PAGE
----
MC-IF President, Justin Ridge, Offers Insights into Future of Versatile Video Coding

As demand for high-quality video continues to rapidly rise with the popularity of streaming services, social media video and user generated content, analysts at Verified Market Research project that the market for video encoding technology will reach $3.1 billion by the end of the decade, growing at a steady CAGR of 5.31%.

We sat down with Justin Ridge, president of the Media Coding Industry Forum (MC-IF) and principal engineer at Nokia’s Multimedia Research and Standardization unit, to learn more about how video experiences are evolving. This is what he had to say:

Q: What is the mission of MC-IF, how has that mission evolved over the past few years, and what can we expect to see from the forum in 2024?

Ridge: The mission of MC-IF (Media Coding Industry Forum) is to promote technologies developed by MPEG. Over the past few years, MC-IF has focused on the deployment of VVC (Versatile Video Coding), a video codec that offers improved coding efficiency and versatility for a wide range of applications.

The adoption of VVC has significant business and economic implications for many different sectors of the economy. It introduces exciting opportunities to improve efficiency and performance while also creating new revenue streams for broadcasters, over-the-top service providers and other industries that depend on high-quality video to generate value. MC-IF is working to bring VVC to market by developing guidelines, increasing visibility, and showcasing interoperability at industry events.

Justin Ridge, President MC-IF and Principal Engineer, Nokia’s Multimedia Research and Standardization unit

In 2023, MC-IF released broadcast and streaming guidelines, which have been well-received.

For 2024, we want to build on the momentum we have established and reach out to a wider community of interest. Streaming service providers, consumer electronics companies, and emerging players — such as those working with drone technologies and security cameras — are among the audiences that we are reaching out to join MC-IF and contribute to the advancement of video codecs.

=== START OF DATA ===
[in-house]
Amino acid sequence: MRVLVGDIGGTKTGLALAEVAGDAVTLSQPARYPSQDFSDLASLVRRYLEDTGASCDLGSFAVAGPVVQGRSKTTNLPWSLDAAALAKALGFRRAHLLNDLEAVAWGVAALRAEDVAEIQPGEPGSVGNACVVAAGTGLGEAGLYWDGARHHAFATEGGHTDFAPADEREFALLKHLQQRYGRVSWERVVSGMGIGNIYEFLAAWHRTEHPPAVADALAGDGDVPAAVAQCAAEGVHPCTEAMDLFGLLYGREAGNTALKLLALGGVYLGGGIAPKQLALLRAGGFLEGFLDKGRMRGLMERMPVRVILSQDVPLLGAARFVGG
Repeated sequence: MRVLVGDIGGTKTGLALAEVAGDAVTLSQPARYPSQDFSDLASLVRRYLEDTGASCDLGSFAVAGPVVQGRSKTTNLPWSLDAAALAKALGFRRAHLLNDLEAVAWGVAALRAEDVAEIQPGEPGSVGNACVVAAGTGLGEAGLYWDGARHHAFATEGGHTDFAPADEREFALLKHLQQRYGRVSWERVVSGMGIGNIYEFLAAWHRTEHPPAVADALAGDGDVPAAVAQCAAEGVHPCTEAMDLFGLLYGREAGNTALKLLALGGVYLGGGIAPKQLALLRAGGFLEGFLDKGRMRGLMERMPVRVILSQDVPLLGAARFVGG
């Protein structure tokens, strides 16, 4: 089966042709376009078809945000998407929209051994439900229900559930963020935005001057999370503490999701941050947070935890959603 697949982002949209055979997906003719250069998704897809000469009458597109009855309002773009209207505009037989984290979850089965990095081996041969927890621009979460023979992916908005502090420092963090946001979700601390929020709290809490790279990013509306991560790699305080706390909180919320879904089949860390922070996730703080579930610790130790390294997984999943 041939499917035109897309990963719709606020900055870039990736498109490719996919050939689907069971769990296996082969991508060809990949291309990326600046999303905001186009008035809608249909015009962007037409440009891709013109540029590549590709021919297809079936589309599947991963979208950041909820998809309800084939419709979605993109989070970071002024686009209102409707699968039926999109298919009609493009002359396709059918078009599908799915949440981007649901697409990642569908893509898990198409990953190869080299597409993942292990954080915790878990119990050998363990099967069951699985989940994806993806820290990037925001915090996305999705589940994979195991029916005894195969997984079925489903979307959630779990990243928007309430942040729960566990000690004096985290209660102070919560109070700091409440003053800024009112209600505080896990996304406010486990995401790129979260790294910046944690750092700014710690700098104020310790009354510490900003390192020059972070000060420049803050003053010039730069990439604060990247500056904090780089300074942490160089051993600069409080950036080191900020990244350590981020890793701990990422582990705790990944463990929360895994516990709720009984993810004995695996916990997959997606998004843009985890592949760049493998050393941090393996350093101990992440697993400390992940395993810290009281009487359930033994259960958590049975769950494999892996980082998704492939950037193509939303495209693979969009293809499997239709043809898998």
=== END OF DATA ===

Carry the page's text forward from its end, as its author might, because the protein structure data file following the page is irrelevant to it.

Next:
Q: Why is VVC an important encoding technology for the industry as a whole?

Ridge: VVC improves coding efficiency, allowing smaller file sizes to deliver the same video quality as those that require significantly more resources in terms of storage and bandwidth. It is designed to handle a wide range of applications and has attracted participants from various industries – such as digital entertainment, manufacturing, and logistics and other emerging areas of emerging technology.

In 2023, VVC was approved by a number of standards bodies — including SBTVD, DVB, SCTE and ATSC (where it is in-progress). This is important because, even though we are in the early stages of VVC adoption, these approvals create momentum for deployment. As a result, we expect VVC to be incorporated into a growing number of mobile devices and consumer electronics — especially smart TVs — in 2024. After that, we anticipate it to permeate into other areas, such as surveillance and security,  in devices like drones and security cameras.

Q: How does VVC distinguish itself from alternatives in the market?

Ridge: VVC sets itself apart from legacy encoding technologies — and even current encoding alternatives — in several ways:

  • Improved Coding Efficiency: VVC offers superior coding efficiency compared to previous generations of video codecs.
  • Versatility: As the name suggests, VVC is designed to handle a wide range of applications. It incorporates various tools and features that make it suitable for different types of video content, such as HDR, 360-degree immersive video, and screen content.
  • Open and Rigorous Development Process: VVC was developed through an open and rigorous process involving hundreds of technology experts. The contributions and specifications are subject to thorough public testing and validation processes. This ensures that VVC is reliable, robust, and suitable for large-scale deployments.
  • Compatibility and Interoperability: VVC builds upon previous generations of video codecs. As a result, it shares similar architecture and tools with earlier MPEG codecs, accelerating hardware implementation and mitigating complexity while still creating eye-popping performance gains. This allows for a smooth transition and integration into existing ecosystems and workflows. It also enables interoperability between different products and devices.

Overall, VVC’s combination of improved coding efficiency, versatility, open development process, and compatibility make it a compelling choice for various industries and applications in the digital video space.

#vvc #mpeg #videocoding

[EDITORIAL NOTE: Click here Listen to the full interview with Justin Ridge, President MC-IF and Principal Engineer, Nokia Video Coding Research